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A sports memorabilia collector finds storage space by kicking in a wall.
Tags:How to Build a Collector's Cabinet,diy collectible display cabinets,diy network,how to make a sports collectible display case,karl champley,making a collectable display cabinets,wasted spaces
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Karl Champley: Hi! I'm Karl Champley, and welcome to Wasted Spaces, the show that helps homeowners put hidden areas of their home to good use, solving on-going space management problems.
Well, a wall is a wall or so it seems, but this study here backs into an area that is an underused, under-stair space. It sounds like a great opportunity to get all this sports stuff right here.
Chip and Angie Goodwyn have three active children. Their lives are filled with laughter, fun and Chip's enormous collection of sports memorabilia. He has hundreds of thousands of Troy's baseball cards and they're taking over his closets, his daughter's bedroom, even the kitchen. He wants to store and proudly display his cards in his study, but he's not sure how? Sounds like a challenge.
Karl Champley: Chip, how long you've been collecting all this stuff for?
Chip Goodwyn: Well Karl, 30 plus years.
Karl Champley: Really?
Chip Goodwyn: Yeah!
Karl Champley: I can see, because, not only is this stuff in here, but there is, you've got sports memorabilia in your girl's bedroom.
Chip Goodwyn: I do.
Karl Champley: I think in your own bedroom.
Chip Goodwyn: It's a bit embarrassing.
Karl Champley: Well, what we're going to do is we're going to break into this wall here and we're going to put everything you got here, bedrooms, bathrooms, into this space here.
Here is our plan. We're going to bust into the corner wall of Chip's study, break through the stud and get into the underutilized space under the stairs. After building and installing a box unit with dividers, a cabinet if you will, we'll install large drawers for his card binders, adjustable shelves for the boxes, and two new doors to protect these collectibles from the kids.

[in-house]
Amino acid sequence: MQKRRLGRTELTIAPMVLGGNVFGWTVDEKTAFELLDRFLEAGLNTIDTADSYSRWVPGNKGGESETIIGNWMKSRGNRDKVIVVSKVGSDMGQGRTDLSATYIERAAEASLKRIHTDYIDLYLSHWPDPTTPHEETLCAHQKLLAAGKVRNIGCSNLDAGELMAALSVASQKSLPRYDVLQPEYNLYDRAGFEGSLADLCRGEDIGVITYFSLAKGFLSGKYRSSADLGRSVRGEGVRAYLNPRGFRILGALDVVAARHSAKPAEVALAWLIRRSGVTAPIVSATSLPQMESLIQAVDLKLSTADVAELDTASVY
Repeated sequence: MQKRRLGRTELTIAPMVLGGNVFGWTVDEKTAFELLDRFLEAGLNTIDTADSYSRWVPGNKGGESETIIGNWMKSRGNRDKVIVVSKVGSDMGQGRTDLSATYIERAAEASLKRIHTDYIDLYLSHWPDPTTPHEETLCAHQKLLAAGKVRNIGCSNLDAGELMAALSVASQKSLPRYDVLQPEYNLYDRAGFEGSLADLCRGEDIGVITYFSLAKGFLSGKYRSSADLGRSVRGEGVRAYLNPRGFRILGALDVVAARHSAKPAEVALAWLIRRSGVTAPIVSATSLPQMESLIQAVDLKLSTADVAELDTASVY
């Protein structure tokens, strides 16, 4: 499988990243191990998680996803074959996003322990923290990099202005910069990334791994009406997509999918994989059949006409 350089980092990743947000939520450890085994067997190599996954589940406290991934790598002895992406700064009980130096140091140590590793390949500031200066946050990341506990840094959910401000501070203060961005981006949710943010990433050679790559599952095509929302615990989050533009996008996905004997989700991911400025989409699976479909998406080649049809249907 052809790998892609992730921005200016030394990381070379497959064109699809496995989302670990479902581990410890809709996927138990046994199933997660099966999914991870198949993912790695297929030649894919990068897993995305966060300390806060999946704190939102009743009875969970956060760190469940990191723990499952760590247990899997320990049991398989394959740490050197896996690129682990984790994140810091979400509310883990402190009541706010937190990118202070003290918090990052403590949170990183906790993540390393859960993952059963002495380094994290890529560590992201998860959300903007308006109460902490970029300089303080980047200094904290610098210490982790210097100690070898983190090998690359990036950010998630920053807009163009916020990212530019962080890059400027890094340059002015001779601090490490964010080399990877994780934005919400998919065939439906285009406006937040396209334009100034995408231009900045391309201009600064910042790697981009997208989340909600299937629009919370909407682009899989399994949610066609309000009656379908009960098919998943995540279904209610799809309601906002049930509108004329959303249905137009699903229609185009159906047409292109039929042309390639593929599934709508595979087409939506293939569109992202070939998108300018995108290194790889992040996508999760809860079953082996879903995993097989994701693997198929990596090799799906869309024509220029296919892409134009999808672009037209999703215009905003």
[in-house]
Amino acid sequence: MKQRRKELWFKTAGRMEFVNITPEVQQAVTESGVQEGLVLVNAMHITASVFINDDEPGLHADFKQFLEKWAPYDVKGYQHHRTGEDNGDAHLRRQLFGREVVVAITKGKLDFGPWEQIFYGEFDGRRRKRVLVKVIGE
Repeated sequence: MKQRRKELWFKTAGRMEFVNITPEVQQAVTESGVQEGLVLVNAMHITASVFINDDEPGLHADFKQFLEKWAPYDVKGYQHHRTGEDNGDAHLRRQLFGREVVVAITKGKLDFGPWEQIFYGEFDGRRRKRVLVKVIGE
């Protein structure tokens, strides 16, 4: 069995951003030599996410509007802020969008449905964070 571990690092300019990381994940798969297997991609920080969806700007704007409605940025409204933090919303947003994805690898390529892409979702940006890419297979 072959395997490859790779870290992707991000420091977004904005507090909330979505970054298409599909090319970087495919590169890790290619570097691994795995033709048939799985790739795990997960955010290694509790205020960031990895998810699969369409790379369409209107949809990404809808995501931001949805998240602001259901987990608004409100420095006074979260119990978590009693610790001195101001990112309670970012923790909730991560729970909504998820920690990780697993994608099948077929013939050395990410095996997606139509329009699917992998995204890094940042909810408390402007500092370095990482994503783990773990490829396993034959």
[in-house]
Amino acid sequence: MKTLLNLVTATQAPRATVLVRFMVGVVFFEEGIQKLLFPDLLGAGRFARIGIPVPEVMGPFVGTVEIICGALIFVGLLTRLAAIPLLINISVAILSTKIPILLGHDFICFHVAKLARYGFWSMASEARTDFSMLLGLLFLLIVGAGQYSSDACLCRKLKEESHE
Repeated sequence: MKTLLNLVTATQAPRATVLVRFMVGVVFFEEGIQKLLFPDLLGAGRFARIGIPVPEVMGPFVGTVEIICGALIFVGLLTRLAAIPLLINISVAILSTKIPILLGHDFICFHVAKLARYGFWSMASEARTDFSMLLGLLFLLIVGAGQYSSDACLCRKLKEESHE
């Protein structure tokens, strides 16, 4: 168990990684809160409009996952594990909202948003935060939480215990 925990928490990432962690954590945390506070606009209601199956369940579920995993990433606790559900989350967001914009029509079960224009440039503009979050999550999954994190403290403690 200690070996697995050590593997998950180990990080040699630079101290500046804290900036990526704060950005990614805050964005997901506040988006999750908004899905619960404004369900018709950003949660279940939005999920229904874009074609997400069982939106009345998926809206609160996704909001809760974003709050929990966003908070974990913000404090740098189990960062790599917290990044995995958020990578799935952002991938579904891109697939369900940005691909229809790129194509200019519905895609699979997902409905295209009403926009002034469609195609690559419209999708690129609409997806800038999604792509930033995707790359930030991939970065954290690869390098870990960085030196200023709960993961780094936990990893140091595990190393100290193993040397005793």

For Chip's most prized possessions, a fireproof safe. It's a display and storage option with style and security, a new favorite for the Avid Sports Collector.
There's no reason to cut out any more drywall than we have to, because drywall repair can be tedious. Marking and scoring with the utility knot, makes it easy for a keyhole saw to slice right through the drywall.
Chip Goodwyn: Just like this?
Karl Champley: Just like that.
Chip Goodwyn: That's it, pretty easy.
Karl Champley: The blade got us halfway there, but the keyhole saw gets us through the drywall.
Chip Goodwyn: How we're going to cut the studs then when we get in there? With this thing or do we get a --?
Karl Champley: No, we've got a knife.
Chip Goodwyn: Like a electronic one or--?
Karl Champley: Well, in the olden days we used that, but we're going to use a reciprocating saw.
Chip Goodwyn: Oh, alright, alright. I probably should know what that is, but I don't.
Karl Champley: No, that's fine. It's very similar than like what you've got there.
Chip Goodwyn : Yeah!
Karl Champley: Except, because it is a pail tool, this blade just goes back and forth. It's quiet a large unit, but trust me, it makes life very easy.
Chip Goodwyn: Yeah!
Karl Champley: Stop there, stop there.
Chip Goodwyn: Okay.
Karl Champley: It is my pleasure to give you the first kick.
Chip Goodwyn: Thank you!
Karl Champley: Alright. One, two, three. Oh, look at that.
Chip Goodwyn: Nice kick!
Karl Champley: Actually, what you've just done there, you've enabled us to now get our fingers behind it and pull that off. Look at that.
Chip Goodwyn: See all that stuff back there.
Karl Champley: Oh yeah. So that is a tunnel space.
Chip Goodwyn: That's a tunnel space.
Karl Champley: And there you can access.
Well, we've still got cutting, building, painting and, of course, displaying to do. It's going to be sensational.
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